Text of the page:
Imagine meeting the perfect man. He's a physical man in that he exists and interacts in this material world just like the rest of us. He was born and grew up, he eats, he sleeps, and he can die. But he's also perfectly aligned with the divine. He has superhuman abilities and never ever makes a mistake. Everything he does and says has a great meaning behind it.
Humanity has grappled with the possibility of this man from the beginning of knowledge. Ancient Western philosophy called such a man the "Logos" or "Universal Wise Man." The English Common Law system, on a more practical level, refers to the "reasonable, prudent man," who is applied as the measure to determine if a particular defendant's actions compare. Would the reasonable, prudent man have driven the car with bald tires? Not even a possibility.
Literature and culture have provided many great figures who could be considered as types to the Logos. Many appear in the Bible, of course. The Old Testament has several great figures, for sure, including Moses and the Prophet Elijah. Moses serves as a close example as the wise lawgiver who performs great miracles. Sampson, another lesser example, is a man whose strength is superhuman, but whose lustful vices are his undoing. Yet all fall short of the ideal and make no claims to be the Logos himself.
In all of history and literature only one real contender for the Logos has emerged and that is: Jesus of Nazareth. His character and story are unprecedented. The New Testament identifies him as the Logos and relates primarily to his story and teachings. He is fully human and yet fully divine--his father is God, the author of all existence; his mother a virgin (and now the Queen of Heaven). His birth was foretold, and the measurement of time was divided between BC and AD to mark his birth. He is the source of all goodness, truth and beauty. As such, his life divinely exemplifies the virtues, including prudence, justice, temperance, courage, faith, hope and charity (or love). He has no vices.
Jesus, as God himself, takes a deep interest in his creation and fellow human beings. (This, in worldly, human standards, seems to be his only weakness or downfall. He loves and cares for the rest of us beyond our understanding.) And, while tempted like the rest of us, he never even considers succumbing to his temptations. Moreover, while he lived as a human, he had seemingly limitless superhuman abilities and commanded great power over nature. He could read minds and predict the future. He could heal sick people, even raise them from the dead. Evil spirits fled at his command. He walked on water. But, he only used his power on a limited basis, always for a higher purpose.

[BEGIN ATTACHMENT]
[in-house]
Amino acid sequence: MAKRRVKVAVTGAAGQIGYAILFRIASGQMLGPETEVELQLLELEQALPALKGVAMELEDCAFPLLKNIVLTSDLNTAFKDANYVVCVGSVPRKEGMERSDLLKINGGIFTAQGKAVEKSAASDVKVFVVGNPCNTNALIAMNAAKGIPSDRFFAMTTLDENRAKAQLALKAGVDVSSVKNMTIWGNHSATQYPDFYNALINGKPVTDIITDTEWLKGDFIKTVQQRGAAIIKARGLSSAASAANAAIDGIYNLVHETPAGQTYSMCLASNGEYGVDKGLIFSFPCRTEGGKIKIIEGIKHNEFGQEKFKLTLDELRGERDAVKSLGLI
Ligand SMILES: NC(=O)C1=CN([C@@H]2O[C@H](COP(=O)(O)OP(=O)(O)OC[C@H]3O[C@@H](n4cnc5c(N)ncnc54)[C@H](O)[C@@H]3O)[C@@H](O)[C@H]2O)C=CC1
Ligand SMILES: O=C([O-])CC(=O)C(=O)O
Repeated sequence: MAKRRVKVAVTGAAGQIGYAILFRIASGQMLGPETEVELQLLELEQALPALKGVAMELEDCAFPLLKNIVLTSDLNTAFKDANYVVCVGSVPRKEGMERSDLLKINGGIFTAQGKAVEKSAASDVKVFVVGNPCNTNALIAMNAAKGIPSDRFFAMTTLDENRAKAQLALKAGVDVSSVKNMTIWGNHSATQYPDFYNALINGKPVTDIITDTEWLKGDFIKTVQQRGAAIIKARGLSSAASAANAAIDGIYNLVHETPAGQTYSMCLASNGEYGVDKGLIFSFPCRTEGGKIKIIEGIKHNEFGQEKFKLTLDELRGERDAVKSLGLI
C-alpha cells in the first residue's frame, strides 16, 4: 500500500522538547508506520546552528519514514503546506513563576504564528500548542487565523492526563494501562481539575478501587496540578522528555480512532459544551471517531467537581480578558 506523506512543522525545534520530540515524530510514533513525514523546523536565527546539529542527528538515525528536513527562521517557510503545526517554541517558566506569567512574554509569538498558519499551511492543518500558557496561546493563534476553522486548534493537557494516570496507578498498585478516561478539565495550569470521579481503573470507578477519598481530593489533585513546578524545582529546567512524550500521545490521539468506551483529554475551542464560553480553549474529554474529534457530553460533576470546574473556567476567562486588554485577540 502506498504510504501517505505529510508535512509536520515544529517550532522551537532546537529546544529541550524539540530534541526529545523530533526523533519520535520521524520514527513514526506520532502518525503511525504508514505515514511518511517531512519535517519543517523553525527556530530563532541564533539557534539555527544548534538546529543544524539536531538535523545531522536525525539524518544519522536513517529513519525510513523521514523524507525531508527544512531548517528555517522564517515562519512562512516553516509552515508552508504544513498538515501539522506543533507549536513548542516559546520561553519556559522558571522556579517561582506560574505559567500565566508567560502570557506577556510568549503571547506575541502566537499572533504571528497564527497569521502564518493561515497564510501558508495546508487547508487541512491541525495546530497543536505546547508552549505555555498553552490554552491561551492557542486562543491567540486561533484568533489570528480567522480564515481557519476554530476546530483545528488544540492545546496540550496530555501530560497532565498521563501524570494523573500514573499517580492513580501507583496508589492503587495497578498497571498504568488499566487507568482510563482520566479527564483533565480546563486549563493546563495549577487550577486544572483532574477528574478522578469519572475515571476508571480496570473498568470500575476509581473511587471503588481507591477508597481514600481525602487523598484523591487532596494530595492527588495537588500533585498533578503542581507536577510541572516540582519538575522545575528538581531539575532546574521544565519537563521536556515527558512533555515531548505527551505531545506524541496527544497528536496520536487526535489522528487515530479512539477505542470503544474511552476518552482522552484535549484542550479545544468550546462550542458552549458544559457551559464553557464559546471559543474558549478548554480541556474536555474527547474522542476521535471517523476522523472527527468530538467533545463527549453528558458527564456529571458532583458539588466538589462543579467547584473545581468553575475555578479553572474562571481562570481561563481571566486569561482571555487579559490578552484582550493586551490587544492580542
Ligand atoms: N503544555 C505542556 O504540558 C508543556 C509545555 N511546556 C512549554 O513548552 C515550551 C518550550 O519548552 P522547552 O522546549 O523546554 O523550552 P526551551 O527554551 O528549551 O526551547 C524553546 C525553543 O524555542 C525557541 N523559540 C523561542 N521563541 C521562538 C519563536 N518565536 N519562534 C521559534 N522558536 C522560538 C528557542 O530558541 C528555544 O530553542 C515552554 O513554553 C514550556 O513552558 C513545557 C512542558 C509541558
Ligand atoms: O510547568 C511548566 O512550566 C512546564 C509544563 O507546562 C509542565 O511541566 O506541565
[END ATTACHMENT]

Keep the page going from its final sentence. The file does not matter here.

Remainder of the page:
He is killed eventually, willingly so in order to save humanity, but is back to life three days later, this time even more powerful. Now he can fly, walk through walls, travel about instantly, even bilocate. He still retains his body, though. He demonstrates by eating some food and having his disciples review the open wounds still on his body from his recent experience with capital punishment.
Thus, even if Jesus is taken as simply as a literary character, there are many comparable figures, but all fall short upon further analysis. And whether or not it's intentional in the part of the individual author, our popular culture in the guise of fantasy and science fiction has made many attempts to portray the Logos. Who are the science fiction/fantasy cultural contenders and how do they compare to Jesus's example as a Logos?
Let's look at five popular examples...